Turns out, instead of trying to kill this abomination, the pastor made it his new God and called it Raatma. Now, he “baptizes” Jeff with Raatma’s “Holy Water”; aka the black goo he throws up which, when it comes into contact with human flesh, makes it look-and-feel- like a melting candle. He tells Holly she might be spared if Raatma “approves” of her, and she is brought closer to the New God for inspection. Her fate is sealed when it starts shrieking like a laboring succubus, and the screen fades to black.
A few days later, Channel 6 is on the air with its biggest story of the year; the sewer rescue of Holly Marciano. Holly joins Mark in the studio and is asked about her “daring adventure”. She starts explaining, but for some reason, her words aren’t clear; she keeps adding the word Raatma to her sentences in random places.
Mark calls her out on this, but she ends up regurgitating black vomit onto his face; which erupts into a melt-job that puts Raiders of the Lost Ark to shame. As Holly continues to deliver the news story, Mark dies a torturous death, acting as a symbol of what humanity can expect from his new divine order. The last scene sees her stare directly into the camera and say “Hail Raatma” with a catatonic smile stuck on her face.
The Rat Kings: Mythological Creatures From European Folklore that Inspired “Raatma”
Director Chloe Okuno has already stated that her grotesquely fascinating creation was inspired by European folklore. Her primary inspiration behind Raatma was the Scottish urban legend of the Catman; an actual person who lived on the streets of Greenock was covered in black grime, and led the lifestyle of an actual feline, carrying rats clenched in his jaw around town.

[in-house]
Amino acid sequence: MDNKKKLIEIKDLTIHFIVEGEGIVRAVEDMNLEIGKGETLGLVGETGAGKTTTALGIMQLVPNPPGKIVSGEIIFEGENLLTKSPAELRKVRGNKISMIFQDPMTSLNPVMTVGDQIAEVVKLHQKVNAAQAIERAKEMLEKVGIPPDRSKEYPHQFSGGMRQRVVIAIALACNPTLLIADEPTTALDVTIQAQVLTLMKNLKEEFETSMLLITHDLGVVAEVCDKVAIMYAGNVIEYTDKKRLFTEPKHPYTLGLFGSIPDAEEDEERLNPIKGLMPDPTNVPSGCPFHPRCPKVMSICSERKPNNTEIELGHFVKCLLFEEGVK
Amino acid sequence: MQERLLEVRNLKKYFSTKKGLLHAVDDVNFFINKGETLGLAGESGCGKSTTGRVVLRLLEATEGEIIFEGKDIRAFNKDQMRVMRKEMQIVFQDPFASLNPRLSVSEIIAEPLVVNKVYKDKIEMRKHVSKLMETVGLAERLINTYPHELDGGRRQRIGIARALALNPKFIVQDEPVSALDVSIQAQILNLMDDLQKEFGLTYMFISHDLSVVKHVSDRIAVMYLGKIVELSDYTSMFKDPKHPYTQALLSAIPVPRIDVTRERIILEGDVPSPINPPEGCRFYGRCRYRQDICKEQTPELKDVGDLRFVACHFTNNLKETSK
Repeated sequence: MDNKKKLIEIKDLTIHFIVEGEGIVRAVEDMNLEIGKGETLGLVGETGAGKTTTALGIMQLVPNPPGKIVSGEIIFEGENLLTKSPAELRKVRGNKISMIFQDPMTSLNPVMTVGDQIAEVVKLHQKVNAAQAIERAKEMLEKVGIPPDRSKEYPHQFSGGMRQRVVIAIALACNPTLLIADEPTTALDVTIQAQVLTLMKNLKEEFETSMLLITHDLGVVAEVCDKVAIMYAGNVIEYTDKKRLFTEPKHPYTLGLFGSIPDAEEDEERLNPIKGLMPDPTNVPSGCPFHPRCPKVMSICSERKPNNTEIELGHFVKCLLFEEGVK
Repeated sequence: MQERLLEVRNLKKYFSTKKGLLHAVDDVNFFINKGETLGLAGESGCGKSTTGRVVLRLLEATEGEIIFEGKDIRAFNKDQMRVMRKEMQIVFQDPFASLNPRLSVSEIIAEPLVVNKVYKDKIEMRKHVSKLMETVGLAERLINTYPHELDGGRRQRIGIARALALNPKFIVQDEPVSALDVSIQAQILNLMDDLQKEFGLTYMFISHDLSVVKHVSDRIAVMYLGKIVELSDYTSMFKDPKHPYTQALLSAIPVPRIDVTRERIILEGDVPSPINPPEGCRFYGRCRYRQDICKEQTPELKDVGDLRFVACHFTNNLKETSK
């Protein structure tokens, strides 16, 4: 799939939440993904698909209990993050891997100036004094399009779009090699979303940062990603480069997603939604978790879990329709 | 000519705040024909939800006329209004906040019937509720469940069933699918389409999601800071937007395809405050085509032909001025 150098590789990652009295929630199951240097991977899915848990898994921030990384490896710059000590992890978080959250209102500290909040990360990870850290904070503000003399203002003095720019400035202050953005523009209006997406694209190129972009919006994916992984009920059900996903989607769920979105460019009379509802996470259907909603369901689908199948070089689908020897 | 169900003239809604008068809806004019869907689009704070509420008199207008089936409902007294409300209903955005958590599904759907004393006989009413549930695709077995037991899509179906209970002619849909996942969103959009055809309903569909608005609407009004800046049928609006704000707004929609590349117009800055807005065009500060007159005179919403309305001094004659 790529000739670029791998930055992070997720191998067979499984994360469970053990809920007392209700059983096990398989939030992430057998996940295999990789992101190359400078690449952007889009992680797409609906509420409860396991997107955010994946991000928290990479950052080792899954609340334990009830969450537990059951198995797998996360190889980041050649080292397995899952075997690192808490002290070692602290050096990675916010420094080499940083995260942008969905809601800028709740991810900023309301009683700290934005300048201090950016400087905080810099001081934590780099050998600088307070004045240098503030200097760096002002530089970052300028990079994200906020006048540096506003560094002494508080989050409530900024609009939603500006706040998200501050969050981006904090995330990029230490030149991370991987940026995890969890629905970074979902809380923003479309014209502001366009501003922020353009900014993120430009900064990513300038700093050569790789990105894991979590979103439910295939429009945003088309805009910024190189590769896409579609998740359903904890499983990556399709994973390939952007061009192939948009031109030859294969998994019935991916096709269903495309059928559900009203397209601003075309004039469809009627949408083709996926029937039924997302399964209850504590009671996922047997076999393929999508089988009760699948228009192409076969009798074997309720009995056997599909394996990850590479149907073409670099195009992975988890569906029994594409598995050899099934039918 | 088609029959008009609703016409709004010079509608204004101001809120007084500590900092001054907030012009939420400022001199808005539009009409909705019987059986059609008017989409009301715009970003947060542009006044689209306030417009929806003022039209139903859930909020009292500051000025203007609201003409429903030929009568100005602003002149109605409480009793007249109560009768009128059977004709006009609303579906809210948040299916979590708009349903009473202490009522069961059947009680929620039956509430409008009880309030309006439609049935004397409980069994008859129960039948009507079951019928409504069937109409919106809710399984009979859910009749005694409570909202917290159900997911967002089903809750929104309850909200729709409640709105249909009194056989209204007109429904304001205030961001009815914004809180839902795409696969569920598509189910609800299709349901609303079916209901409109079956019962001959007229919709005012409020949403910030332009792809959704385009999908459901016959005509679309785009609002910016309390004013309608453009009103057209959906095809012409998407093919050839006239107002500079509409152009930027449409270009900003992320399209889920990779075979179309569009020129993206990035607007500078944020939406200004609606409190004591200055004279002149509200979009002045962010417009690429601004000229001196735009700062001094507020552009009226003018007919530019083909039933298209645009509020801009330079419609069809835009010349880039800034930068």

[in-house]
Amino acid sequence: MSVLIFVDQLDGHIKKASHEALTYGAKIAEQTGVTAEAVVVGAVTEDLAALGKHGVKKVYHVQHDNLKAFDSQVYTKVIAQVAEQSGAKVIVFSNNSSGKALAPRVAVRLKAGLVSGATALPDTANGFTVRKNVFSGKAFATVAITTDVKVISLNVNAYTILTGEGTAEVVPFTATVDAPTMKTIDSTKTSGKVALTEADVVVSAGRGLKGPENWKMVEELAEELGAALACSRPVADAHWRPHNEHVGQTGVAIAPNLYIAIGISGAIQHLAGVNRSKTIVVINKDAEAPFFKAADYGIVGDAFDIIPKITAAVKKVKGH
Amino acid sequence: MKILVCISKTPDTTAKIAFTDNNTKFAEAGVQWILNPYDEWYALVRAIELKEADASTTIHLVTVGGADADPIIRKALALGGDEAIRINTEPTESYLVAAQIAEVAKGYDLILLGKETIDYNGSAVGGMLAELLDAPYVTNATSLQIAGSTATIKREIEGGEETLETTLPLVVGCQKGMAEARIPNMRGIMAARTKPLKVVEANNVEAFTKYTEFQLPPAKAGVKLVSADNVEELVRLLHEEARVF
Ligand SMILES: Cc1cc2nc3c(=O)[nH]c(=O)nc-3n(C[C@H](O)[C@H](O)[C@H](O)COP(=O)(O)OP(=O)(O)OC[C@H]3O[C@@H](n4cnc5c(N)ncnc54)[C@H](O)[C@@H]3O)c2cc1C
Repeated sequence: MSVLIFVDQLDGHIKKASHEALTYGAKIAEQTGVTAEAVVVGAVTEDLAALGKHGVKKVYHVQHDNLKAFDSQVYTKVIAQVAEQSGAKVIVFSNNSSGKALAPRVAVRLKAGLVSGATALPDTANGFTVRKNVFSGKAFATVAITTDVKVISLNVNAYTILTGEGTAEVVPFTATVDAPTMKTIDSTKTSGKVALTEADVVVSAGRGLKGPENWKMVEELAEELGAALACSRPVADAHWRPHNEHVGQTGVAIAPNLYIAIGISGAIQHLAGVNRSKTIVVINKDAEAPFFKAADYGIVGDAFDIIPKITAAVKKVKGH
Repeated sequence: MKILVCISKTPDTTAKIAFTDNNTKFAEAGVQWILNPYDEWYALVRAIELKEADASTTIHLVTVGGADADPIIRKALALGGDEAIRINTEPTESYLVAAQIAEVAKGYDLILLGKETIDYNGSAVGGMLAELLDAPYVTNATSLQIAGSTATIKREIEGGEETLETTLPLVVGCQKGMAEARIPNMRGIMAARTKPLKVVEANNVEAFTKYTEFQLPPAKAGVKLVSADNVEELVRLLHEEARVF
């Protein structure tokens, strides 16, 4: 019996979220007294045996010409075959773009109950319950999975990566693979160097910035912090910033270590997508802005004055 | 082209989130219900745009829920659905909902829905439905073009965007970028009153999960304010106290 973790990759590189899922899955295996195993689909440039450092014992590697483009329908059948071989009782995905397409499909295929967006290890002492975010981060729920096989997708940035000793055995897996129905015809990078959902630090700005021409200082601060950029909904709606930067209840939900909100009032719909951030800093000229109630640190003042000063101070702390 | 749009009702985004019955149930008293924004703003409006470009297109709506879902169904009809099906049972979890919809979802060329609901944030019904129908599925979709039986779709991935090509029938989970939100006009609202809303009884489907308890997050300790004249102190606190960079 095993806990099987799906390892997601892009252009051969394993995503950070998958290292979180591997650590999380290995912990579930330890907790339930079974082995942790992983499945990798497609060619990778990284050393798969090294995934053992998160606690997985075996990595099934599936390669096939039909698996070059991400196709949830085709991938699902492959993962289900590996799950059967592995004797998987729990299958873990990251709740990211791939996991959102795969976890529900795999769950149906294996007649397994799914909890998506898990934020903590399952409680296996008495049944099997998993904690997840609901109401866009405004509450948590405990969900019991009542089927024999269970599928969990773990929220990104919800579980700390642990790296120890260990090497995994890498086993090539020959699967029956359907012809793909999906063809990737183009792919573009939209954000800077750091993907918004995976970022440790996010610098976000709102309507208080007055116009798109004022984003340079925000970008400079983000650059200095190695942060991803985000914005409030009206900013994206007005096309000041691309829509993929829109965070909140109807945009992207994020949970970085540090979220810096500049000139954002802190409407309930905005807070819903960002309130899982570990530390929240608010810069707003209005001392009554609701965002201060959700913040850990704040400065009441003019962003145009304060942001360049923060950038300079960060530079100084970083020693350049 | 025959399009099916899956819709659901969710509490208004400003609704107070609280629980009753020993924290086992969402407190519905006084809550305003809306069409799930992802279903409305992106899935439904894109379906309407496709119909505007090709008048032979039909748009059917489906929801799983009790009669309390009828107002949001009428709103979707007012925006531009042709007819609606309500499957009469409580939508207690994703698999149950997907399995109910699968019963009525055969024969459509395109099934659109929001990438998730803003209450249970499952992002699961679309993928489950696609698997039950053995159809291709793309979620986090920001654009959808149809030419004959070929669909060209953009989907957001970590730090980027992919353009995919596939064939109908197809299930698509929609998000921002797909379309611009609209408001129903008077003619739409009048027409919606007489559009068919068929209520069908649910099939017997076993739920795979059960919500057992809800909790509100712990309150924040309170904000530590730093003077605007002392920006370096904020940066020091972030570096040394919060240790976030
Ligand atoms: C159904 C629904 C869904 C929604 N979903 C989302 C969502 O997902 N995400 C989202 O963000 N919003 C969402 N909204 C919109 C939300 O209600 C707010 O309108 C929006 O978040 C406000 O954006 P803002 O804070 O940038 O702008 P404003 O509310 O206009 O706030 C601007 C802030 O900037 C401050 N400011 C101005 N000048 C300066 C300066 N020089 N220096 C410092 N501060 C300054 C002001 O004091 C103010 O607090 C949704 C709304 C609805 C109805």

There were multiple theories about who he was and why he lived the way he did; maybe he was a wayward sailor, an escaped mental asylum resident (something Okuno worked into the film), or just a plain creep who loved living life like a cat. The thing is though, the Catman of Greenock was identified as a homeless person in 2007 via a series of images that finally put the decades-long urban legend to rest.
The other mythological creature that inspired Raatma is far more inexplicable, and that has nothing to do with the fact that it’s German. Well, not entirely, anyway. Around the 1500s, creatures of a rather unsettling nature began emerging across Europe. In France, Poland, the Netherlands & Germany, tales spread far and wide of a malevolent “Rat King” who, if spotted, would bring sickness & doom into your lives.